[Andrew Jackson] who claims to be for the little people, for the ordinary man, let’s say, but really represents a kind of an aggrieved whiteness that is demanding the protection of white men’s ability to use violence to get what they want. This particular political archetype, you know, really resonates repeatedly throughout U.S. history. And we see it for the first time in the 1830s. — Episode 3: The Cotton Empire
This excerpt from Episode 3 of The Land That Never Has Been Yet is just one of many that challenge the traditional narrative about U.S. presidents and their legacy today.
The Land That Never Has Been Yet, the latest Scene on Radio podcast series by John Biewen and Chenjerai Kumanyika, calls into question the United States’ claim to democracy. The first four episodes explore our country’s founding period — and those too-often glorified events and documents, like the Revolution and the Constitution — showing their fundamentally antidemocratic nature.
The series suggests from the outset that the liberal narrative of “perfectibility” or “inclusion,” where the U.S. system of governance improves over time as more and more groups — poor people, people of color, women — get included in U.S. political life, is flawed.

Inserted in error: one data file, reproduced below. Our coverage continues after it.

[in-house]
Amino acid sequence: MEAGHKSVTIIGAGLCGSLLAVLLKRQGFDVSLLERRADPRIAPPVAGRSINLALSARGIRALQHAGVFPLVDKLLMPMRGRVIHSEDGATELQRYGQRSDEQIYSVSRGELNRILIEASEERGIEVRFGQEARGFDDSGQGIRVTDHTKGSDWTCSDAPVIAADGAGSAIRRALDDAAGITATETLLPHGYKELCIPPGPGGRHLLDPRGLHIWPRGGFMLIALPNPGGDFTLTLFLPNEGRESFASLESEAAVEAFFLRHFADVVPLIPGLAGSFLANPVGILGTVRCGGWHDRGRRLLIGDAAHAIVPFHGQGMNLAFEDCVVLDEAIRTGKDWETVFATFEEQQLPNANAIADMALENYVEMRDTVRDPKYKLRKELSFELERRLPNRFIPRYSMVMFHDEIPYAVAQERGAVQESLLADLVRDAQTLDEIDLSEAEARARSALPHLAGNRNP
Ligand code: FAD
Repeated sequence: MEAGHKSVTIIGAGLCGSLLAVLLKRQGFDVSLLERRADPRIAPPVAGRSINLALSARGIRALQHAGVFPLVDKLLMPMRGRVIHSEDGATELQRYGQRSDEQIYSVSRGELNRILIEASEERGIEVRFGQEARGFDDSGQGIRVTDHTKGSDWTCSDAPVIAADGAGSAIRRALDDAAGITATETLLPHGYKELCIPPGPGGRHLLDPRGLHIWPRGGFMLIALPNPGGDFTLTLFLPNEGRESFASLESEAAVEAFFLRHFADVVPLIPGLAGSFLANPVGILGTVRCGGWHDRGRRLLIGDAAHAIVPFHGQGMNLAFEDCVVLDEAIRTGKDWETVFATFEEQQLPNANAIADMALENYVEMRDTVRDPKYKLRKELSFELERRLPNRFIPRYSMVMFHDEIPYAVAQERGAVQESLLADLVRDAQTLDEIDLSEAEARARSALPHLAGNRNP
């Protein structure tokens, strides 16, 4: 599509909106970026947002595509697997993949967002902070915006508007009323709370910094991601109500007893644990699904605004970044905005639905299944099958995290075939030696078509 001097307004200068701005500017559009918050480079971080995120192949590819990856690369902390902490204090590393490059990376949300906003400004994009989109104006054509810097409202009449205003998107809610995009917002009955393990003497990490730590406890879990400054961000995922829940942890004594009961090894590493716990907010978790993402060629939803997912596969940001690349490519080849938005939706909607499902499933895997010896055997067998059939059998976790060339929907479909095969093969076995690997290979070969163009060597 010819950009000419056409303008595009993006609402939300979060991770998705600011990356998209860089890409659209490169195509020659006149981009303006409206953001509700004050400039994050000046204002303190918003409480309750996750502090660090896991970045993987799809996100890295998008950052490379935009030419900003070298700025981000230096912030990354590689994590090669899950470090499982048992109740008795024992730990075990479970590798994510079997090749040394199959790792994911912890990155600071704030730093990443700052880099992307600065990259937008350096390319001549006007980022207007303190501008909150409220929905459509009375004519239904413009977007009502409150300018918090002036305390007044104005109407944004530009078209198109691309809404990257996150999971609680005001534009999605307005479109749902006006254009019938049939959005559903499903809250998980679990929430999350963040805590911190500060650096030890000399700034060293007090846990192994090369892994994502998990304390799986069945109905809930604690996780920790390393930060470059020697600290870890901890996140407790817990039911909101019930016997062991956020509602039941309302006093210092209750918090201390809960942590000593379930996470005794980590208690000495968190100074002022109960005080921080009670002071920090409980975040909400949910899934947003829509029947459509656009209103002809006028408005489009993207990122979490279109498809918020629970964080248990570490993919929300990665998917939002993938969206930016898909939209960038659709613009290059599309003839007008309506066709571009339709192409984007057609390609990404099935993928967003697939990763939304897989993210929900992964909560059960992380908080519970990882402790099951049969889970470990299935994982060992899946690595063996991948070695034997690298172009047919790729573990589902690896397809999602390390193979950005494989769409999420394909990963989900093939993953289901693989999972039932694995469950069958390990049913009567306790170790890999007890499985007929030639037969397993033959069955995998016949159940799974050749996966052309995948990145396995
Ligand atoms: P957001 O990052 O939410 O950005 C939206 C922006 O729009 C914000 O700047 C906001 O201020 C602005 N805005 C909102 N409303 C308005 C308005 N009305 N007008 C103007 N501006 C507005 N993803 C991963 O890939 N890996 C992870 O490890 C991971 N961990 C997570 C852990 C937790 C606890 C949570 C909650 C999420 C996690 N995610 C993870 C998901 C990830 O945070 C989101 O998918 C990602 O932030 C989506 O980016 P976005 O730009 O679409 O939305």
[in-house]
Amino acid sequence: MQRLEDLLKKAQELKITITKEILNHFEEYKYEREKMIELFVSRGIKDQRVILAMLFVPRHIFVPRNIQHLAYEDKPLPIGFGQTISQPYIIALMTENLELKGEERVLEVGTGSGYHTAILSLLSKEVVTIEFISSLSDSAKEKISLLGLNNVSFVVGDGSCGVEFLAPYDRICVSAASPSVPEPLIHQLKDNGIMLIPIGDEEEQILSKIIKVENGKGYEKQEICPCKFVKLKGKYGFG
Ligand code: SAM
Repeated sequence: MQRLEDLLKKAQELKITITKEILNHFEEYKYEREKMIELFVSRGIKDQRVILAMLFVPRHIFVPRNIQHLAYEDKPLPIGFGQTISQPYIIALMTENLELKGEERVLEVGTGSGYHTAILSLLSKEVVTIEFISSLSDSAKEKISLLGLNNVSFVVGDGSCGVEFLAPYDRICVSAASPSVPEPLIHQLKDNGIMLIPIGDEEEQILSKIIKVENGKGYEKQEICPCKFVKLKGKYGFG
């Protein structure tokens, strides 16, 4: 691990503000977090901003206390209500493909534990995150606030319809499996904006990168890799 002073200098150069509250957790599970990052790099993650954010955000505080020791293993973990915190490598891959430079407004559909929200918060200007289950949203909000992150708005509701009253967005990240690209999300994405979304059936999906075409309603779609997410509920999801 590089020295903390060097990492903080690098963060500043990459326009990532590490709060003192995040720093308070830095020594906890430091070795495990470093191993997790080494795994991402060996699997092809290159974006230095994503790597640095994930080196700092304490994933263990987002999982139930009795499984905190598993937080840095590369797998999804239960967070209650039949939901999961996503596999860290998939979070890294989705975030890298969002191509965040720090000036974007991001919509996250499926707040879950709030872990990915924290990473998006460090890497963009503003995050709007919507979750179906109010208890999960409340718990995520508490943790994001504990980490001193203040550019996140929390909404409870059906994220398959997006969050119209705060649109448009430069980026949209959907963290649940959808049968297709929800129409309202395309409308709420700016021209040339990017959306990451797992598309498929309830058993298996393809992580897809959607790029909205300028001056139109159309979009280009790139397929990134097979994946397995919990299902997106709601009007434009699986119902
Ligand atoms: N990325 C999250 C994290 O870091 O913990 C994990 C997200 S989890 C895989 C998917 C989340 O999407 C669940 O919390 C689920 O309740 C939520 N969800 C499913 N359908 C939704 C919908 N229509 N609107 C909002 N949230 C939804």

What if the original system cannot, despite tinkering and amending, create a democratic and just society? What if the country’s very origins mean it cannot be redeemed?
To help explore these questions, the series interviews thought-provoking scholars including Davy Arch, Barbara Duncan, Rob Shenk, Robin Alario, Edward Baptist, Woody Holton, Kidada Williams, Keri Leigh Merritt, and Price Thomas.
Many teachers are already using the Scene on Radio Seeing White podcast series in their classrooms to teach about the history of white supremacy; we hope they add The Land That Never Has Been Yet to their lesson plans when teaching early U.S. history and civics.